The European Union is busy in 2019 and now in 2020 with a new privacy law: the e-Privacy Regulation (ePV). This new law is going to have a major impact on how we communicate online and what data must be collected and stored. This is what you need to know about the new regulation.
Why the e-Privacy Regulation?
A while ago we were confronted with the General Data Protection Regulation (AVG). The ePV goes even further.
Thanks to the AVG, we now have a jumble of cookie notifications. On one website you simply will not get access if you do not accept the cookies and on the other it is a notification message. Still other websites do it the 'right' way: the visitor decides for himself which cookies are placed and which data is collected. Among other things, the new law will remedy that situation.
What does the e-Privacy Regulation regulate?
The E-Privacy Regulation had existed for a while as a guideline, but now it is really becoming a regulation. Note: it is a European law, so many parties have to deal with it. This immediately causes a delay: the final legal texts will not be ready until 2020.
The new law will regulate how and whether the cookie wall may still be used. In addition, the regulation regulates the use of data for commercial purposes. It is also about 'Device Fingerprinting' and the minimum requirements of 'Privacy by Design': the principle that privacy when designing new products, services and processes.
It all does not sound hopeful for the marketer. Especially in the field of cookies, which are still used to use target marketing, there is commotion: there is probably little data to collect, which means that targeting can be less effective. That automatically means a poorer conversion.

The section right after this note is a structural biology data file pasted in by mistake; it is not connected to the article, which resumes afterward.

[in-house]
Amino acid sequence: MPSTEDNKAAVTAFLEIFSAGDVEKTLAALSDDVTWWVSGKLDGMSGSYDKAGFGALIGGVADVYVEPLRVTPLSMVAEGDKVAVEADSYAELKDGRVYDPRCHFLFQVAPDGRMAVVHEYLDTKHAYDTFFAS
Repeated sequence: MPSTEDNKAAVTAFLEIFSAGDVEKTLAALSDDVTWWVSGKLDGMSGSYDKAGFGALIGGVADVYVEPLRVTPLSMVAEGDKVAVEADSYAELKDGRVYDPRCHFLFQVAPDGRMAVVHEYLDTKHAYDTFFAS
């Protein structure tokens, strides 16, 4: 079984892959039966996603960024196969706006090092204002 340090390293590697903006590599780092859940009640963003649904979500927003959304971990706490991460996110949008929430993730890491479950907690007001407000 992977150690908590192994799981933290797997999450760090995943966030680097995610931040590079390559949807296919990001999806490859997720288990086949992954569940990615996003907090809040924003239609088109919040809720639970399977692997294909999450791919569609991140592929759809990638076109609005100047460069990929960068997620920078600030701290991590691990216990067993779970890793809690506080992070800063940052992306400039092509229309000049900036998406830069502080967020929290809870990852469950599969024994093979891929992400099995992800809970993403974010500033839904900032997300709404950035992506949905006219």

Does this law mean the death blow to online marketing?
Good to know: this law is primarily intended to remove confusion. For example, people now click on 'agree' with a cookie report. Ask them afterwards what they agreed to and they have no idea. According to the European Union, that situation must be prevented.
Cookies are not intended to display the spy to the visitor. Cookies are actually meant to increase the user experience. Just think of digital keys that remember passwords. When it comes to advertising, it is also better if you see advertising for a shoe store as a shoe freak than for baby food, even though you are far from thinking about children.
The same applies to location facilities: it is handy that you can immediately find a gas station nearby with an empty tank. And on vacation you want to be able to find a nice coffee place in the area.
Unfortunately, the reflex of policy makers is often that they want to ban and abolish. These decisions are often based on ignorance or fear. There is panic about privacy.
From AVG to ePV
The new ePV seems to have arisen mainly from panic to be followed and from panic about cookies. The problem is that people do not understand cookies properly. Legislation is needed to prevent excessive data collection, but prohibiting is going too far.
What 2019 will bring us with this law remains to be seen. What is clear is that it will cause a lot of commotion. We have seen that with the AVG. Enabling a privacy consultant It will certainly be wise to ensure that personal data is actually collected and processed correctly. The ePV will set stricter requirements for privacy than the AVG did. As a customer-oriented company you want customers to be able to trust you, and that starts with how you handle their privacy.